WASHINGTON — There they go again. Like those who say climate change is an emergency too obvious and urgent to allow for debate, some proponents of the United Nations Convention on the Law of the Sea, aka the Law of the Sea Treaty, or LOST, say arguments against it are nonexistent. Secretary of State Hillary Clinton says any such arguments "no longer exist and truly cannot even be taken with a straight face." Favoring condescension over persuasion, she ridicules people who she says think that because the treaty was negotiated under U.N. auspices, "the black helicopters are on their way."
Clinton's insufferable tone is not a reason for the necessary 34 senators to reject ratification. It is, however, a reason for enjoying their doing so.
LOST, approval of which is supposedly somehow suddenly imperative, emerged from the mists of U.N. deliberations that began in the 1950s. The result, three generations later, is pernicious when it is not superfluous.
For centuries there has been a law of the sea. There might be marginal benefits from LOST's clarifications and procedures for resolving disputes arising from that law — although China and the nations involved in contentious disputes about the South China Sea have all ratified LOST, not that it seems to matter. But those hypothetical benefits are less important than LOST's actual derogation of American sovereignty by empowering a U.N. bureaucracy — the International Seabed Authority, based in Jamaica — to give or withhold permission for mining, and to transfer perhaps hundreds of billions of dollars of U.S. wealth to whatever nation it deems deserving "on the basis of equitable sharing criteria, taking into account the interests and needs of developing states, particularly the least developed and the land-locked among them."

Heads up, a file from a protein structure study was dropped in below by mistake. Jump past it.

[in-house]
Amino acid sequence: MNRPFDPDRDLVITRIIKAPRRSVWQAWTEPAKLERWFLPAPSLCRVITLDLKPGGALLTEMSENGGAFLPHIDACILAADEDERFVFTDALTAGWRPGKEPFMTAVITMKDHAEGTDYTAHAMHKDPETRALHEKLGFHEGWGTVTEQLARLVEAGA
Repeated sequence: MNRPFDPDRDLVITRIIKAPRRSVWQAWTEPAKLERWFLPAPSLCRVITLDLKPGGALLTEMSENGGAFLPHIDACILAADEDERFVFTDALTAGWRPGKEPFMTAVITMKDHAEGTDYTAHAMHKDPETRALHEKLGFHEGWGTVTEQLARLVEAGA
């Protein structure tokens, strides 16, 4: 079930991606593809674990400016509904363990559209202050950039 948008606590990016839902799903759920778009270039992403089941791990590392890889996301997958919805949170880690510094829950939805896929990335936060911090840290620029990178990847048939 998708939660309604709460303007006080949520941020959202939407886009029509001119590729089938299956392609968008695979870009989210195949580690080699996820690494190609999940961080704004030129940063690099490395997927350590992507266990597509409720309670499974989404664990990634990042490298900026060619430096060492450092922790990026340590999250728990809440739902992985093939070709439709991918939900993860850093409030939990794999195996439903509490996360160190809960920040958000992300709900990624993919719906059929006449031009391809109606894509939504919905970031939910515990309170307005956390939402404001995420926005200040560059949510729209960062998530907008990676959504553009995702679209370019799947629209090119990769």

Royalties paid by nations with the talent and will for extracting wealth from the seabed will go to nations that have neither, on the principle that what is extracted from 56 percent of the Earth's surface is, the U.N. insists, "the common heritage of mankind." And never mind U.S. law, which says that wealth gained from the continental shelf — from which the ISA would seek royalty payments — is supposed to be held by the U.S. government for the benefit of the American people.
LOST was approved by a U.N. conference in 1982, during the Reagan administration, which refused to sign it. In 1994, after some provisions pertaining to seabed mining were changed, President Bill Clinton sent it to the Senate, which has never brought it to a vote. LOST's supporters say President Reagan's objections have been met. Well.
Kenneth Adelman, a Reagan adviser, attended a National Security Council meeting at which Secretary of State Alexander Haig said LOST was undesirable but inevitable because it was the result of a process involving most nations. Reagan said: "Uh, Al, isn't this what the whole thing's all about?" Adelman says when those in the meeting seemed puzzled, Reagan said: Wasn't refusing to go along with something "really stupid," just because 150 nations had done so, what winning the 1980 election was about? Reagan was primarily, but not exclusively, concerned about seabed mining provisions that were slightly improved in 1994. His June 29, 1982, diary entry says: "Decided in NSC meeting — will not sign 'Law of the Sea' treaty even without seabed mining provisions."
Five former Republican secretaries of state (Henry Kissinger, George Shultz, James Baker, Colin Powell and Condoleezza Rice) support LOST, saying in a Wall Street Journal op-ed piece, "we would strengthen our capacity to influence deliberations and negotiations involving other nations' attempts to extend their continental boundaries." But would such influence be wielded vigorously by some administrations? And would this influence be superior to existing U.S. influence, particularly that of the U.S. Navy?
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